Karnataka High Court | Writ petition by XIAOMI India premature when alternate remedy available under S. 37 FEMA, 1999 left unattended

Karnataka High Court

   

Karnataka High Court: S G Pandit, J. declared the present writ petition filed by XIAOMI India under Article 226 of the Constitution of India as premature as Section 37 of Foreign Exchange Management Act (‘FEMA'), 1999 provides complete mechanism to decide the alleged contravention of Section 4 of FEMA, 1999.

XIAOMI Technology India Private Limited incorporated under the provisions of the Companies Act, 2013 engaged in the trading of mobile phones, electronic gadgets and other accessories under the brand name of Xiaomi. Petitioner is a beneficiary of Qualcomm Inc. and its proprietary and licensed intellectual property, particularly Standard Essential Patents (SEPs) which are patents essential for functioning of the mobile phone that are used in the mobile phones sold by it and therefore, pays royalty for it. Enforcement Directorate (‘ED') alleged that petitioner made certain foreign remittances in the name of royalty to foreign based entities in violation of the provisions of FEMA, 1999 and initiated investigation. Pursuant to which, the Authorized Officer passed seizure order under Section 37-A(1) of FEMA, 1999 which is impugned in the present writ petition.

Additional Solicitor General submitted that since the petitioner has not used any technology or IPR of the Qualcomm or Beijing Xiaomi Mobile Software Company Limited, petitioner could not have paid any royalty, thus violating provisions of Section 4 of FEMA, 1999.

The issue under consideration before the Court is with regard to its maintainability as Section 37 FEMA, 1999 has alternate remedy regarding the alleged violation.

Placing reliance on Raj Kumar Shivhare v. Directorate of Enforcement (2010) 4 SCC 772, the Court noted that FEMA, 1999 is a complete Code in itself and is an act to consolidate and maintain law relating to foreign exchange with the objective of facilitating external trade and payments and for promoting the orderly development and maintenance of foreign exchange management in India.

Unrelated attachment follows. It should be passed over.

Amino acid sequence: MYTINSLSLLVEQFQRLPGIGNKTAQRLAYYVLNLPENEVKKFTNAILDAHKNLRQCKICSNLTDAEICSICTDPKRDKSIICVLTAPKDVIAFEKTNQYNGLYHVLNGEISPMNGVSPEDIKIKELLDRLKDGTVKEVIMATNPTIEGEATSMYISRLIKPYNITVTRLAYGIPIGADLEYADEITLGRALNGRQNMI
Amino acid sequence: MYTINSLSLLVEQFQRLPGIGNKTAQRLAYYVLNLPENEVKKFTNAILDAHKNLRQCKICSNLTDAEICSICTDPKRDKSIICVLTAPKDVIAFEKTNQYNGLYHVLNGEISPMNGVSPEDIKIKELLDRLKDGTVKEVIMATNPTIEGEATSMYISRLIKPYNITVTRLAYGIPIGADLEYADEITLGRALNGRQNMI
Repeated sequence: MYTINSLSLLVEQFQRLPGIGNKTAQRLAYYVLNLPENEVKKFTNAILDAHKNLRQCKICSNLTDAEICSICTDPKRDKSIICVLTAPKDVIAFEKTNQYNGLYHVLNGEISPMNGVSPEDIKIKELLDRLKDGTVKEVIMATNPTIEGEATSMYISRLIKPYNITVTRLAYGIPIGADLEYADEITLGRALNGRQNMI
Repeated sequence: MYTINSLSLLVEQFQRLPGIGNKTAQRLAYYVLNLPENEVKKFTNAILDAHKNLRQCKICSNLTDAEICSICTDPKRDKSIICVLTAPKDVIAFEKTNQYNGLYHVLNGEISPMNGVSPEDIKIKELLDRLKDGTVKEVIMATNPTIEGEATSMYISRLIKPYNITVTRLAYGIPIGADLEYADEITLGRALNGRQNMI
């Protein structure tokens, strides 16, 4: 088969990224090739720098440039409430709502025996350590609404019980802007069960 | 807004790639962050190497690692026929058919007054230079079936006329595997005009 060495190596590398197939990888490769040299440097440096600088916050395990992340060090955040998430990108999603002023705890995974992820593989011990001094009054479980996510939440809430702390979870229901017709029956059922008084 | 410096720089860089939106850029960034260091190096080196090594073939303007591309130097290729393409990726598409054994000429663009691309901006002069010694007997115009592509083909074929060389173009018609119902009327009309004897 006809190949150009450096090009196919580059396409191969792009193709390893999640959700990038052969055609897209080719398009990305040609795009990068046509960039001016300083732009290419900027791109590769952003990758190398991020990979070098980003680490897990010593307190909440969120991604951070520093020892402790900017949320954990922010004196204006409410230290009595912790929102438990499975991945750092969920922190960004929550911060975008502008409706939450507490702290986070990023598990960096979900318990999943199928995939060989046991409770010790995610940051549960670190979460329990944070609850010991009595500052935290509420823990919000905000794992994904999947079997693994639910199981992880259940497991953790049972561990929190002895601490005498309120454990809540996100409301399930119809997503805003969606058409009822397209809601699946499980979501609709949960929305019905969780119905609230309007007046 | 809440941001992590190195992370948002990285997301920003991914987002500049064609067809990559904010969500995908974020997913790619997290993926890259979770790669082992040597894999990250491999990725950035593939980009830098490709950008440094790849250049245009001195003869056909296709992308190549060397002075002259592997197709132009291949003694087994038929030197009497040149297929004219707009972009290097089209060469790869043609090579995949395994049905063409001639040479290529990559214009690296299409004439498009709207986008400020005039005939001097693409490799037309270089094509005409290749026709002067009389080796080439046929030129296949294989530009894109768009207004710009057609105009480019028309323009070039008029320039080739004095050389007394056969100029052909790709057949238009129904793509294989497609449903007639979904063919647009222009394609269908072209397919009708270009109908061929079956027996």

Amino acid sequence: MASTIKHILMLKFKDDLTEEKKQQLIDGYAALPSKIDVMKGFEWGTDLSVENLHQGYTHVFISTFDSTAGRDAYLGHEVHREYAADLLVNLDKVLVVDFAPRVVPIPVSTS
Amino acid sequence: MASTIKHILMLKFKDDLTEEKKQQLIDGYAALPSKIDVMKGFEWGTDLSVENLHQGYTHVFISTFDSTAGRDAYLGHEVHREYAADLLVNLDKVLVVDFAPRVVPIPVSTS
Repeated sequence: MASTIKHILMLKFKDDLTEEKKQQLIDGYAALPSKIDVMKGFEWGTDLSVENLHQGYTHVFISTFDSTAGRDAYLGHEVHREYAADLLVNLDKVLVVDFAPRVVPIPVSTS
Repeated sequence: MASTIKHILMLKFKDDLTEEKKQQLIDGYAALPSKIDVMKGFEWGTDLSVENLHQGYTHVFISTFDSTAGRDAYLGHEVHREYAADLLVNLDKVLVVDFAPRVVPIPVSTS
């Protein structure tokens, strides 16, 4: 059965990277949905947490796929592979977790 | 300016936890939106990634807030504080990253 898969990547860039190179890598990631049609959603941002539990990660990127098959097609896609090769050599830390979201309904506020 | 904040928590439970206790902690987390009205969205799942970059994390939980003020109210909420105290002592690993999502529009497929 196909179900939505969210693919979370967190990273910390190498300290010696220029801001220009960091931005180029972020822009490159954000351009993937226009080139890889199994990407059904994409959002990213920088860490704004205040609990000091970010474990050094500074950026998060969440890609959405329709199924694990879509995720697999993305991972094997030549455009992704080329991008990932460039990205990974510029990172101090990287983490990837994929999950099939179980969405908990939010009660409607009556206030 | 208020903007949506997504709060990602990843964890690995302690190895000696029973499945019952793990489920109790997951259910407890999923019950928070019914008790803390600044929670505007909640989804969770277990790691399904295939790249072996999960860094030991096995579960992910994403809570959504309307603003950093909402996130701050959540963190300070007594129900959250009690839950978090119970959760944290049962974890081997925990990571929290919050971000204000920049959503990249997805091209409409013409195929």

The Court observed that Section 37-A FEMA, 1999 provides special mechanism to determine the violation of Section 4 of FEMA, 1999. Thus, in light of the provision the moot question that whether the payments made by the petitioner to Qualcomm and Beijing Xiaomi Mobile Software Company Limited could be considered as royalty and attract Section 4 FEMA, 1999 is a question of fact which the Competent Authority has to decide appreciating or considering material placed by the petitioner as well as respondents. Thus, the Competent Authority could determine the same while passing order under Section 37-A (3) of FEMA, 1999.

The Court stayed the impugned order subject to operation of seized bank accounts only for the purpose of meeting daily expenses and held “At this stage, examining sufficiency of reason or otherwise under Article 226 of the Constitution of India would prejudice the case of either of the parties. It is best left to the Competent Authority to examine the same when it considers the entire issue under sub-Section (3) of Section 37-A of FEMA, 1999.”

The Court further directed the Competent Authority to dispose of the same expeditiously but not later than 60 days in light of halt of day to day activities of the petitioner due to seizure order.

[Xiaomi Technology India Private Limited v. Union of India, WP No. 9182 of 2022, decided on 05-07-2022]


Advocates who appeared in this case :

Senior Advocate Sajjan Poovaiah and Adv. Vikaram Bhat, Advocates, for the Petitioner;

ASG M B Nargund and CGC Madhukar Deshpande, Advocates, for the Respondent.


*Arunima Bose, Editorial Assistant has reported this brief.

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